Case Report

A Rare Case: Synchronous Gastric and Colon Cancer


  • Nedim Akgül
  • Volkan Doğru
  • Ebubekir Gündeş
  • Ayhan Mesci

Received Date: 23.07.2016 Accepted Date: 18.08.2016 Turk J Colorectal Dis 2016;26(4):130-132

The development of synchronous gastric and colon cancers is particularly rare. When the increasing worldwide average life expectancy is taken into consideration, the increase in rate of synchronous and metachronous cancers is an expected situation. It is considered that a preoperative detailed investigation is required in patients with primary tumor in terms of synchronous and metachronous cancers. In this case report, we aimed to present the diagnostic and therapeutic methods in a patient with synchronous gastric and colon cancers.

Keywords: Synchronous cancer, gastric cancer, colon cancer


Multiple primary cancers develops simultaneously or consecutively, and independently from each other in the same patient, and the prevalence of multiple primary cancers varies in the ratio of 0.7% to 11.7% of all types of carcinomas in the medical literature.1,2,3 In general, multiple primary cancers are divided into two groups; synchronous and metachronous. If the latter cancer is detected after 6 months of the first diagnosis, it is named as metachronous; or if it is detected within 6 months of the first diagnosis, it is named as synchronous cancer.4 Synchronous gastric and colon cancer are rare cancer types. The most common synchronous cancer is colorectal cancer in patients with gastric cancer.5,6 In the present study, it was aimed to compare the treatment process of an operated patient with gastric and colon cancer with the literature data.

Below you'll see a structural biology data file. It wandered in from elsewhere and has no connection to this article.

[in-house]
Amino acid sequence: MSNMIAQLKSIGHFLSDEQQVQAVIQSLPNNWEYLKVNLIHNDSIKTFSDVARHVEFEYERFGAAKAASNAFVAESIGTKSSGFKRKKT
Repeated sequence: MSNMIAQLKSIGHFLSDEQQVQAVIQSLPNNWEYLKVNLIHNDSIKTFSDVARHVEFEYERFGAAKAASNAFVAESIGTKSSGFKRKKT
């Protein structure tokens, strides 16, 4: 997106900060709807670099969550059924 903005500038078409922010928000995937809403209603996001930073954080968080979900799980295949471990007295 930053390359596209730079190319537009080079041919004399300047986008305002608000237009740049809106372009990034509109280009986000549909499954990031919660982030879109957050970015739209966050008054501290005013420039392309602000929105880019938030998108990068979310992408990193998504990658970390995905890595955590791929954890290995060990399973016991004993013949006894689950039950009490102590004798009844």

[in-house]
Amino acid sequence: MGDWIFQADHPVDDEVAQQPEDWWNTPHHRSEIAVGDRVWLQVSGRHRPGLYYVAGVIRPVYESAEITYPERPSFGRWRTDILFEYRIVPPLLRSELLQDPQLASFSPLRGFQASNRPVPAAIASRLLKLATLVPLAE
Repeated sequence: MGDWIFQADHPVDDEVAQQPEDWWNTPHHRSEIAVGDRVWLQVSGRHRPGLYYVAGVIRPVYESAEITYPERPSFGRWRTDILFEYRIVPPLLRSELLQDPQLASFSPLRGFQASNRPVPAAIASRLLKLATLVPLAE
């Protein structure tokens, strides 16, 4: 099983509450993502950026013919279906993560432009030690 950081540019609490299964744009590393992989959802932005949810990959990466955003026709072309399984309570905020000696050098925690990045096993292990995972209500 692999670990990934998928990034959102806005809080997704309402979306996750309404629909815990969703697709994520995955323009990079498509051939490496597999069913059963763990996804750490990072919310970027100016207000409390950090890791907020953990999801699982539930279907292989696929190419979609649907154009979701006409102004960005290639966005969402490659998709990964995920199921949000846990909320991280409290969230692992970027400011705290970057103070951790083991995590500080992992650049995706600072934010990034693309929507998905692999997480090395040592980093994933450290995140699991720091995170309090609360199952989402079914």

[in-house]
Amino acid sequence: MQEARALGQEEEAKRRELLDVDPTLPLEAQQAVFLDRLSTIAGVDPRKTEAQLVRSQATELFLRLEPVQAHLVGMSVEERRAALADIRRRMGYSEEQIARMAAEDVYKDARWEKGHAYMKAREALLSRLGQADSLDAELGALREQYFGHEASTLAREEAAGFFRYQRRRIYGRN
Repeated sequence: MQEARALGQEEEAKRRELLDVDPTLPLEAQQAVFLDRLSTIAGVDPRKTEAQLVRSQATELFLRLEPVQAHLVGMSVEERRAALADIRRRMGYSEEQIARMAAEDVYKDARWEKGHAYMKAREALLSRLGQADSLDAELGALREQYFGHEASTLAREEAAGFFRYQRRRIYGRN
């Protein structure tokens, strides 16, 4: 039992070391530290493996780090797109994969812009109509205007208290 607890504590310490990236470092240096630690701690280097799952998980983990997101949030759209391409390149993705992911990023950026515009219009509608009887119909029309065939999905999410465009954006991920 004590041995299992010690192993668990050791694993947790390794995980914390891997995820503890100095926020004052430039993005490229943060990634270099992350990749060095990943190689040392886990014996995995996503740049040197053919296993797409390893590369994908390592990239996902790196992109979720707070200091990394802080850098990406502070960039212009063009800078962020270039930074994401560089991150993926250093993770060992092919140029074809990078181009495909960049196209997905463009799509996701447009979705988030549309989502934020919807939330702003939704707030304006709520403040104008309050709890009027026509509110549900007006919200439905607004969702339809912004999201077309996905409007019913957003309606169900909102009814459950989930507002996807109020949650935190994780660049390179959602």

Case Report

A female patient aged 60 years was admitted with complaints of malaise, anorexia and constipation. The physical examination of the patient did not show any pathological lesion, except a minimal distension at the abdominal region. Her background and family history were normal.

Hemoglobin concentration was detected as 8.7 g/dL in the whole blood count test; afterwards, gastrointestinal system endoscopy was planned to be performed in terms of anemia etiology. Upon the presence of an infiltrated area of 2 to 3 cm in length at the incisura angularis of stomach in the gastroscopy, and multiple biopsies were obtained from this area. Her pathology report was evaluated as moderately differentiated invasive adenocarcinoma. Ulcero-vegetating mass obstructing lumen in the sigmoid colon was detected in the colonoscopy. The biopsy result of this mass was reported as well-differentiated adenocarcinoma. Further pathologies were not observed at the distal colon. Whole body positron emission tomography computerized tomography scanning showed tumoral lesions that were settled at the wall thickening area in the middle section of small curvature of the stomach (segment of 2.4 cm; maximum standardized uptake value (SUVmax: 8.1) and at the wall thickening area in the rectosigmoid region (approximately segment of 8 cm, SUVmax: 38.9).

Pathologic fluordeoxyglucose involvement was not observed in other abdominal areas, head-neck region, thorax and musculoskeletal system.